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Tim Raines

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Tim Raines photo

The Montreal Expos' Tim Raines in a 1990 game.

Otto Greule Jr./Getty Images
Updated January 17, 2013

Vital Statistics:

Born: Sept. 16, 1959

Hometown: Sanford, Fla.

Height: 5-8

Weight: 160 pounds

Bats: Both

Throws: Right

Family: Wife Virginia (divorced), sons Tim Jr. and Andre; wife Shannon and twins born in 2010. Tim Jr. briefly played in the big leagues for the Baltimore Orioles in 2001, 2003 and 2004.

Primary position: Left fielder

Before the bigs:

  • Drafted in the fifth round of the 1977 draft by the Montreal Expos out of Sanford (Fla.) Seminole High School at age 17.
  • Was a solid player in the low minors, stealing bases (222 in four seasons) and hitting between .280 and .290 before a breakthrough at age 20 in 1980 for Triple-A Denver, when he hit .354 with six homers, 64 RBI and 77 stolen bases in 108 games. He was named The Sporting News Minor League Player of the Year.
  • Played second base in the minor leagues and briefly in the majors.

Career Highlights:

  • One of the top leadoff hitters and base-stealers in Major League Baseball history with 808 stolen bases (5th all-time), 1,571 runs (53rd all-time), 2,605 hits, a .294 average and a .385 on-base percentage.
  • A seven-time All-Star, he led the NL in stolen bases in four consecutive seasons (1981-84). He was successful on 84.7 percent of his steal attempts, the best in big-league history for a player with more than 300 attempts.
  • also won a batting title in 1986 (.334).
  • He's sixth all-time among switch hitters in hits. Is the all-time franchise leader for the Expos/Nationals for runs, steals, singles, triples and walks.
  • Won World Series rings with the New York Yankees in 1996 and 1998.
  • Made the Montreal roster out of spring training in 1981 and became the team's left fielder. Was successful on his first 27 stolen base attempts in the majors -- a record -- and ended his rookie season hitting .304 with 71 stolen bases, coming four steals short of the rookie record. He only played in 88 games because of a midseason baseball strike. Came in second to Fernando Valenzuela in NL Rookie of the Year voting.
  • Entered treatment for substance abuse after the 1982 season. Famously carried cocaine in his jersey pocket during games that season.
  • Bounced back in 1983 and scored 133 runs and stole 90 bases, a career-high. Finished fifth in NL MVP voting.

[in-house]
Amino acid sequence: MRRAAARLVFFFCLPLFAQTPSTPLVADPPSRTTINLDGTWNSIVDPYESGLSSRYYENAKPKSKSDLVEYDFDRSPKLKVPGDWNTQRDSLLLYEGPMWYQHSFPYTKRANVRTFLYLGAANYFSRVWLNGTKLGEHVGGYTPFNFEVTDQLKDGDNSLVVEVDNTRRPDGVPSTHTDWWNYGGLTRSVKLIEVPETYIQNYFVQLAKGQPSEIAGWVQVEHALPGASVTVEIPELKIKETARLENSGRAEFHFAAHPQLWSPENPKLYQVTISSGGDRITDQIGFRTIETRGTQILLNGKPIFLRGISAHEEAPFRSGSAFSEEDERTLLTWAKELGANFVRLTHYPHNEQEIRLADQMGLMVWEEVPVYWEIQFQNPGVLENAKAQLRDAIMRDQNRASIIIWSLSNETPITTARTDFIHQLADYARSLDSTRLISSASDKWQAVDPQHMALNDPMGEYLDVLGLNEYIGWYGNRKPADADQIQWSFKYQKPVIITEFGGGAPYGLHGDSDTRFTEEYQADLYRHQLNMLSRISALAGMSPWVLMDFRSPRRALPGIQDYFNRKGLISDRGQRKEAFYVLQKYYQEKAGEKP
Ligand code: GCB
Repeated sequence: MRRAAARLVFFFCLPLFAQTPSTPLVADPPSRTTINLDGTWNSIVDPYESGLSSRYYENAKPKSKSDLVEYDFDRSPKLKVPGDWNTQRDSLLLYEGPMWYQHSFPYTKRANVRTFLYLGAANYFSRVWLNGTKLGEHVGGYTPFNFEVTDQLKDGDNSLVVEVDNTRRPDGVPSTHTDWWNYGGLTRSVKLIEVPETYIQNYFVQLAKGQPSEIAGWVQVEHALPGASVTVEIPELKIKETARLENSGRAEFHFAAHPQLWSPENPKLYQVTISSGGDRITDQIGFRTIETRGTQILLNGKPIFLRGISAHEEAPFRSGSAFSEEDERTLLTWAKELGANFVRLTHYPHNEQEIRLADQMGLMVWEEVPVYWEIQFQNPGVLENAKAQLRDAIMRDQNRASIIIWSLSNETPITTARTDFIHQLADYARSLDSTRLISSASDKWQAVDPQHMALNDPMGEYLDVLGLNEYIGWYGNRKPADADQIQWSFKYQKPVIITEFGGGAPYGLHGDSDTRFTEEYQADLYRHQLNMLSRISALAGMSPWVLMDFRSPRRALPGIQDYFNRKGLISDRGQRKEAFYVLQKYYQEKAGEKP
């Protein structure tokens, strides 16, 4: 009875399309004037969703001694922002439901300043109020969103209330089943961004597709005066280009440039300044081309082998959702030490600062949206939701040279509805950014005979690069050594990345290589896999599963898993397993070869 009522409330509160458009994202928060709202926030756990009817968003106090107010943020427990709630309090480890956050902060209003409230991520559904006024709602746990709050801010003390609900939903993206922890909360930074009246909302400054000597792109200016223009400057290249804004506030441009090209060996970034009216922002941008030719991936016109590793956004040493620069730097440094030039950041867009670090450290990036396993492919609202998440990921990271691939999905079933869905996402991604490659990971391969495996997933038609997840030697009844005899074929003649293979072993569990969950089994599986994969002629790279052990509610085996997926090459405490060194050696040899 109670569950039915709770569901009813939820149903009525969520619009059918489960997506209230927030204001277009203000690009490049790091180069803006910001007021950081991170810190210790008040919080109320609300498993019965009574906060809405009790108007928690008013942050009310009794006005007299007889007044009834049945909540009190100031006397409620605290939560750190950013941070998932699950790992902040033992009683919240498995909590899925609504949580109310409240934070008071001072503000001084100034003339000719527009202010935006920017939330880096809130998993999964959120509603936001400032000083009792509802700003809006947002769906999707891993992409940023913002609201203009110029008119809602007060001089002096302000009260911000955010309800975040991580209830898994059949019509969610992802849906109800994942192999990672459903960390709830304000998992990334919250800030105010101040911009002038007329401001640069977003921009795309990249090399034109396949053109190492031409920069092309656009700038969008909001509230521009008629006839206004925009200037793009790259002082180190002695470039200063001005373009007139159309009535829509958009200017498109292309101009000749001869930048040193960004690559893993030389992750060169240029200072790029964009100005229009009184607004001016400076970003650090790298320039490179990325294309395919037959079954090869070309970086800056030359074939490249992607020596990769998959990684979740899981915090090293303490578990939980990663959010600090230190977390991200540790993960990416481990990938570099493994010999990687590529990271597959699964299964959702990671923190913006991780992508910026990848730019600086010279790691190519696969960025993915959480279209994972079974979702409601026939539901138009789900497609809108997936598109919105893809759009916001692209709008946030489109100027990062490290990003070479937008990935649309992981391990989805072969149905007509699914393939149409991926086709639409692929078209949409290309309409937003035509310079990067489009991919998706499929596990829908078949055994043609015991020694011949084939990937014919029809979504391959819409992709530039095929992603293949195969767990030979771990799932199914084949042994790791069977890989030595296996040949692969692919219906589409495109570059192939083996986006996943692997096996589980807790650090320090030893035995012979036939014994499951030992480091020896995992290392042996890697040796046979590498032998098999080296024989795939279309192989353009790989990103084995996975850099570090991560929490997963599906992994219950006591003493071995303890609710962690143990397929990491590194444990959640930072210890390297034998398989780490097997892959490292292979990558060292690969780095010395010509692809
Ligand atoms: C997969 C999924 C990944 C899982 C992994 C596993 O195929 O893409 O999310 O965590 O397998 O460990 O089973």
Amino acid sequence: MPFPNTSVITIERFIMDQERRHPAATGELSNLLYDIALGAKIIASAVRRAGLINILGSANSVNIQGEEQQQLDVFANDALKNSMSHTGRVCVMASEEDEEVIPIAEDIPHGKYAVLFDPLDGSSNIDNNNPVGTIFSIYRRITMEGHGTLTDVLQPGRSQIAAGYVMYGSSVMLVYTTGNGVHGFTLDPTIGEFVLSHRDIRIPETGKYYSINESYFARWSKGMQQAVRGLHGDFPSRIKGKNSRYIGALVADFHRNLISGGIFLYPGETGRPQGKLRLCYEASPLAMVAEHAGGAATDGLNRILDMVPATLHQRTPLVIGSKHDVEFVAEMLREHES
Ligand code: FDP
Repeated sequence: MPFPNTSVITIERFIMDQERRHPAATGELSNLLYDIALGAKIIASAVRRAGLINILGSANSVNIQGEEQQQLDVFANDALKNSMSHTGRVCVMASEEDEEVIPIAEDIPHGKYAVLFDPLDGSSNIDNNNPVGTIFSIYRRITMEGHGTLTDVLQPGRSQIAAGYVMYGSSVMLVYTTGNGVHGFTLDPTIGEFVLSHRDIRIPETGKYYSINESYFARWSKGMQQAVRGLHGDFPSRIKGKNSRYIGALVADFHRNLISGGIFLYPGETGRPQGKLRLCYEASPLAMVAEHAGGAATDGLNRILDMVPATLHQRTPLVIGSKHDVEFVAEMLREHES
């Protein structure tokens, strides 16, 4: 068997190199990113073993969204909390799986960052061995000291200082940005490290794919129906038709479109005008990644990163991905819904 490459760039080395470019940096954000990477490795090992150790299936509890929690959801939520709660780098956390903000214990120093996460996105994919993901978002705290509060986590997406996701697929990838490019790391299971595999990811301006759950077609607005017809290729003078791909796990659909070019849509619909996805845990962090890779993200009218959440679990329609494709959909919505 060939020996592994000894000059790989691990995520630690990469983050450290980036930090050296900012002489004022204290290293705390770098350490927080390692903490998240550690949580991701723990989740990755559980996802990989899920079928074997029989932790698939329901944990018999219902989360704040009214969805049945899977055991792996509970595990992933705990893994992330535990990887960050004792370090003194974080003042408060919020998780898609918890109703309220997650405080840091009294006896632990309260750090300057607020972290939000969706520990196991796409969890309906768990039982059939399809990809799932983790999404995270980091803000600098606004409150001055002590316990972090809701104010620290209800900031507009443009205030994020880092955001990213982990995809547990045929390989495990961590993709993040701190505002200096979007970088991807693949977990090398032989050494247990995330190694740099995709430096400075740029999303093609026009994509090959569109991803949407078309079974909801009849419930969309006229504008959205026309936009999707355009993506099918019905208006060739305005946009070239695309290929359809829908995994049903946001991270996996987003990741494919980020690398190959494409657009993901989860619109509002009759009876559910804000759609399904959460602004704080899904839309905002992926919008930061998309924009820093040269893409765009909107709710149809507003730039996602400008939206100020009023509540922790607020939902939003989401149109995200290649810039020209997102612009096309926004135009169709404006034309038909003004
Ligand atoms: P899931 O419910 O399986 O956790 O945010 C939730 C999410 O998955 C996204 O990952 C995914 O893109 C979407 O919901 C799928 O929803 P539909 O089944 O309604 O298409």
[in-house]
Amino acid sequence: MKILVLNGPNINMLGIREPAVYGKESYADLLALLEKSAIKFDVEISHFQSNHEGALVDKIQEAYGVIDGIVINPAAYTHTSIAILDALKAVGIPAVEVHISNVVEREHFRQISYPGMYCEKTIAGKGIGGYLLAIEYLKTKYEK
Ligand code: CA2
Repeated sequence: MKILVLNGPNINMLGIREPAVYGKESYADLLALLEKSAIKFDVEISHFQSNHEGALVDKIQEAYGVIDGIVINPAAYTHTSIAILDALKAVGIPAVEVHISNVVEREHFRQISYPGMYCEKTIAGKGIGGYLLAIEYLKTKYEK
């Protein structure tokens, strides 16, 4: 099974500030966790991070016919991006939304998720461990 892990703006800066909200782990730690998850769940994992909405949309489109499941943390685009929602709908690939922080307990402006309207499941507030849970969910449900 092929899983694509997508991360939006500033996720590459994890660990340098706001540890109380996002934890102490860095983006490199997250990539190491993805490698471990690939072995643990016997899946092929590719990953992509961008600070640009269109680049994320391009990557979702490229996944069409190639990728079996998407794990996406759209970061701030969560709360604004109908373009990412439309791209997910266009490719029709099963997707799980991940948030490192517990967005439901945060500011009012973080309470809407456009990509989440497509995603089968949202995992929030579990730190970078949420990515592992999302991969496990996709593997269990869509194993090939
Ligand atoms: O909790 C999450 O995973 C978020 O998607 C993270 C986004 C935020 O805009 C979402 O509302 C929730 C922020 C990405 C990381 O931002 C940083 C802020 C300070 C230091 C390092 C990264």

• Won a Silver Slugger in 1986 and was sixth in MVP voting in 1986. Along with the batting title, he led the league in on-base percentage.
  • Was part of the collusion scandal before the 1987 season, when he wasn't pursued greatly as a free agent. Retroactively received damages of more than $865,000 in 1992.
  • Led the NL in runs scored in 1987 (123) and hit .330 with a career-best 18 home runs. Was MVP of the 1987 All-Star game, hitting a game-winning triple in the 13th inning.
  • Traded to the Chicago White Sox before the 1991 season for Ivan Calderon and Barry Jones and was a key contributor to a White Sox team that won the AL West in 1993, when he hit .306 with 16 home runs and 21 stolen bases. He hit .444 with 12 hits in 27 at-bats in the six-game loss to Toronto in the ALCS.
  • Even in his 30s he was an effective base-stealer, stealing 40 in a row without being caught from July 1993 to August 1995. That was an AL record at the time, since broken by Ichiro Suzuki (45).
  • Traded to the New York Yankees before the 1996 season for a minor leaguer. Was a part-time player with the Yankees, hitting .284 with nine homers in 59 games in 1996, .321 with four homers in 71 games in 1997 and .290 with five homers in 109 games in 1998.
  • Bounced around in his final seasons, and didn't even play in the majors in 2000. He hit .215 in 58 games with the 1999 Oakland A's, .309 in 47 games wiht the 2001 Expos, .273 in four games with the 2001 Orioles and .191 in 98 games with the 2002 Florida Marlins at age 42.
  • As of 2013, he's one of three modern players with 1,500 runs who are not enshrined in the Hall of Fame. Jeff Bagwell and Rafael Palmeiro were the others.

After retirement:

  • Received only 24 percent of the vote in his first season of eligibility for the Baseball Hall of Fame in 2008, and his percentage slipped to 22.6 in 2009, but his candidacy has improved greatly since then, getting 52.2 percent of the vote in 2013. He'll be eligible for the Hall of Fame through 2022.
  • Became a coach in the Expos organization in 2003, and then with the White Sox in 2005-06. He was the first base coach for the 2005 White Sox, who won the World Series. Managed the independent Newark Bears from 2009 to 2011, and was a coach in 2012. Hired by the Toronto Blue Jays as a minor-league baserunning and outfield coach in 2013.
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